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Re: Classics I Haven't Seen In a Long Time

PostTue Oct 31, 2017 9:07 am

That would be Paths of Glory.
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Re: Classics I Haven't Seen In a Long Time

PostTue Oct 31, 2017 1:33 pm

greta de groat wrote:I remembered seeing Gilda in my teens, and not being impressed much one way or the other about it. At this point i thought i'd give it another look and expected to like it a good deal more. Unfortunately i found it quite disappointing. While it's not unusual for a noir to have characters who are all jerks, i at least expect them to be interesting or compelling jerks. Hayworth spends a lot of time interacting with her hair and acting like spiteful five year old. Admittedly Glenn Ford looks better than i've seen him look before, which isn't saying a lot. He can't even wear clothes well (which could plausibly be purposeful, since one of servants keeps calling him a peasant, but somehow i don't think it is). His character is both smug and creepy, and he's as spiteful as she is. George Macready as her mysterious husband is more interesting, or at least less annoying. The ending is mystifying and unsatisfactory. I know this film has a huge reputation but it wasn't appealing to me.

To get the bad taste out of my mouth, i followed it up with Ladies of the Jury, which was utterly ridiculous but unpretentious and modestly entertaining.

greta


Have not seen LADIES OF THE JURY anywhere and would like to find a copy. I, too did not enjoy GILDA as mush as I'd hoped. Perhaps its appeal is more to those who saw it on first release.
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Re: Classics I Haven't Seen In a Long Time

PostTue Oct 31, 2017 1:40 pm

It shows occasionally on TCM.

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Re: Classics I Haven't Seen In a Long Time

PostWed Nov 01, 2017 7:32 pm

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MAD LOVE

I know I've seen Mad Love (1935), the Karl Freund remake of The Hands of Orlac, at least twice. This version reconfigures the story to make Peter Lorre's Dr. Gogol, the doctor who gives the pianist Orlac (Colin Clive) the hands of a murderer, the protagonist, by making him a nut job obsessed with Orlac's wife (Frances Drake). I've seen it—but my memories of it are what I've read about it, that one of Freund's cinematographers, Gregg Toland, borrows elements from it for Citizen Kane, making the older Kane a lookalike for the eggy bald head of Dr. Gogol (and throwing in a parrot to boot, as this film has one). Beyond that, I had no real sense of what the film was actually like.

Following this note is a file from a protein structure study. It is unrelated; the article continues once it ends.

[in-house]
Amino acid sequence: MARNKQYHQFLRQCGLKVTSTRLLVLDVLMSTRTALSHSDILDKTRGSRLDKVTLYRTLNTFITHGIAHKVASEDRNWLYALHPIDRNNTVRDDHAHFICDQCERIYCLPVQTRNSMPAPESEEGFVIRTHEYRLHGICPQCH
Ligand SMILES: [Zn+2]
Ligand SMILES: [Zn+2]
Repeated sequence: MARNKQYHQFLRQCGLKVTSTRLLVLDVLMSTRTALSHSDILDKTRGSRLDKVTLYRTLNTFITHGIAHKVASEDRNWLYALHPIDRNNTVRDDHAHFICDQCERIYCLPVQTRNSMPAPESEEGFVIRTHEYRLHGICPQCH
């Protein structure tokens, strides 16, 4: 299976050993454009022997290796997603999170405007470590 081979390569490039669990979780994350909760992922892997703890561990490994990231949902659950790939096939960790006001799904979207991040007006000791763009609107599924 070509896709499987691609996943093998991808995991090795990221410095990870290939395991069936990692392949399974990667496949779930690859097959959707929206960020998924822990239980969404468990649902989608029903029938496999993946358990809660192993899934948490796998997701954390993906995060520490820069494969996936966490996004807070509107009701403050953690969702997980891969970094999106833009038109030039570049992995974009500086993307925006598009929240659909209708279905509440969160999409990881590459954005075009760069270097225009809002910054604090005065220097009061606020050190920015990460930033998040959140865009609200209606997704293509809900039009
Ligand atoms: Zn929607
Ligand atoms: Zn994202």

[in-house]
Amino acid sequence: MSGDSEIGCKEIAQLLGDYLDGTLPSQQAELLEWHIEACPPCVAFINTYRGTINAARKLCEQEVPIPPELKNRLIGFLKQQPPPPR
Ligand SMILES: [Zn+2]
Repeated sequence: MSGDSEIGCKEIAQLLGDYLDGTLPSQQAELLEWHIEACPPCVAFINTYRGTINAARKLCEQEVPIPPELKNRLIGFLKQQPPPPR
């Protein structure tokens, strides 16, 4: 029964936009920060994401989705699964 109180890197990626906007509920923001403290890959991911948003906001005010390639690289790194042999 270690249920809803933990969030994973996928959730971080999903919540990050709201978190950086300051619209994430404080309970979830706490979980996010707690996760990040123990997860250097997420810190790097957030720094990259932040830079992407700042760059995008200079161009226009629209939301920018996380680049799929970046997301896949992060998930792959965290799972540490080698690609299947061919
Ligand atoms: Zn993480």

The odd thing about MGM in the Thalberg days was that it was the most saccharine, the most schoolmarmish of studios—then every once in a while its dark side would come out and be more disturbing than any other studio. Universal's monsters would ultimately make cuddly model kits and plush toys, but no one made toys for the kiddies out of Freaks, or The Devil Doll, or The Unknown. Dr. Gogol is, ostensibly, a benefactor of mankind, fixing up the crippled and disfigured, yet there are clear intimations that there's something perverse in his talent for surgery, from his constant attendance at Grand Guignol watching the object of his mad love getting tortured night after night, to the nightmarish disguise he makes out of orthopedic equipment at one point— a plain influence on Guillermo de Toro, for one, in his use of period surgical props and imagery in Hellboy.

Lorre, in his first American film (after his English debut in The Man Who Knew Too Much), is wonderful— menacing, obsessive, poignant; his mad love is such a deep and pathetic thing that the problems of everyone else in the picture, even the guy with a new set of killer hands, pale in comparison. At this moment, the scenes where he presses himself on Drake play like expressionist versions of the Harvey Weinstein story— a parody of desire with a sexless eggheaded cartoon of a man trying to force himself, absurdly yet frighteningly, on a woman.

The weirdly comic tone of the screenplay, the absurdities to which all but Gogol in the film are oblivious, is perfectly matched by Freund's visually inventive direction, reflected not only in the sets, which find ways to work expressionist visuals into the Parisian setting, but in movement— Gogol's shadow will precede him into a room by several lines of dialogue, and there's a wonderful moment where Ted Healy, as the comic relief, moves past an expressionist backdrop, and his comic movements seem wildly out of place—and then Lorre lumbers into the shot in full Jannings act-with-your-back mode, and the kinetic contrast between the two is as sublime as if it were Bugs Bunny and the big red furry Thing with tennis shoes in Hair-Raising Hare. Of course, you know what celebrity "played" the mad scientist in that cartoon:

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“Sentimentality is when it doesn't come off—when it does, you get a true expression of life's sorrows.” —Alain-Fournier